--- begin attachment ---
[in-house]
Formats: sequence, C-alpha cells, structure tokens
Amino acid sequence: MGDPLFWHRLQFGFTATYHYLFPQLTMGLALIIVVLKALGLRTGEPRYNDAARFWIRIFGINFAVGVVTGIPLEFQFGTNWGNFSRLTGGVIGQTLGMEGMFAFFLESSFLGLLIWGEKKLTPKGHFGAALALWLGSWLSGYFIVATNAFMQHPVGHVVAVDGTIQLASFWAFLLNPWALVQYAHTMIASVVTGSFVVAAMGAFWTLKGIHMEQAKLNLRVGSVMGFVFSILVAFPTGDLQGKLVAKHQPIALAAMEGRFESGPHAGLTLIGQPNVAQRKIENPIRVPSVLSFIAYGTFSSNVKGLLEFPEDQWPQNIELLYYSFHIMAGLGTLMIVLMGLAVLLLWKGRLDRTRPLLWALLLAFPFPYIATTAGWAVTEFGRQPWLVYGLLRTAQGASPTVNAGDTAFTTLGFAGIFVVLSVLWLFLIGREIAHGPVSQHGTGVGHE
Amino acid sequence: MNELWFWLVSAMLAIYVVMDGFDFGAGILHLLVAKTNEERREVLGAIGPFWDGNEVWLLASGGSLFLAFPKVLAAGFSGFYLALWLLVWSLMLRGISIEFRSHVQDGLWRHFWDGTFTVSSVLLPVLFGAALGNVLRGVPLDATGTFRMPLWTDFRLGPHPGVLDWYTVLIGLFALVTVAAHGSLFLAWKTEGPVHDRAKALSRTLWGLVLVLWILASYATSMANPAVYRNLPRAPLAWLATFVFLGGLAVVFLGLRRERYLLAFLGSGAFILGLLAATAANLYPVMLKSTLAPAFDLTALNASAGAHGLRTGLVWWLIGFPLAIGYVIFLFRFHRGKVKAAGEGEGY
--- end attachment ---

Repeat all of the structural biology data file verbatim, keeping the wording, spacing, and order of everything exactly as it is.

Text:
[in-house]
Formats: sequence, C-alpha cells, structure tokens
Amino acid sequence: MGDPLFWHRLQFGFTATYHYLFPQLTMGLALIIVVLKALGLRTGEPRYNDAARFWIRIFGINFAVGVVTGIPLEFQFGTNWGNFSRLTGGVIGQTLGMEGMFAFFLESSFLGLLIWGEKKLTPKGHFGAALALWLGSWLSGYFIVATNAFMQHPVGHVVAVDGTIQLASFWAFLLNPWALVQYAHTMIASVVTGSFVVAAMGAFWTLKGIHMEQAKLNLRVGSVMGFVFSILVAFPTGDLQGKLVAKHQPIALAAMEGRFESGPHAGLTLIGQPNVAQRKIENPIRVPSVLSFIAYGTFSSNVKGLLEFPEDQWPQNIELLYYSFHIMAGLGTLMIVLMGLAVLLLWKGRLDRTRPLLWALLLAFPFPYIATTAGWAVTEFGRQPWLVYGLLRTAQGASPTVNAGDTAFTTLGFAGIFVVLSVLWLFLIGREIAHGPVSQHGTGVGHE
Amino acid sequence: MNELWFWLVSAMLAIYVVMDGFDFGAGILHLLVAKTNEERREVLGAIGPFWDGNEVWLLASGGSLFLAFPKVLAAGFSGFYLALWLLVWSLMLRGISIEFRSHVQDGLWRHFWDGTFTVSSVLLPVLFGAALGNVLRGVPLDATGTFRMPLWTDFRLGPHPGVLDWYTVLIGLFALVTVAAHGSLFLAWKTEGPVHDRAKALSRTLWGLVLVLWILASYATSMANPAVYRNLPRAPLAWLATFVFLGGLAVVFLGLRRERYLLAFLGSGAFILGLLAATAANLYPVMLKSTLAPAFDLTALNASAGAHGLRTGLVWWLIGFPLAIGYVIFLFRFHRGKVKAAGEGEGY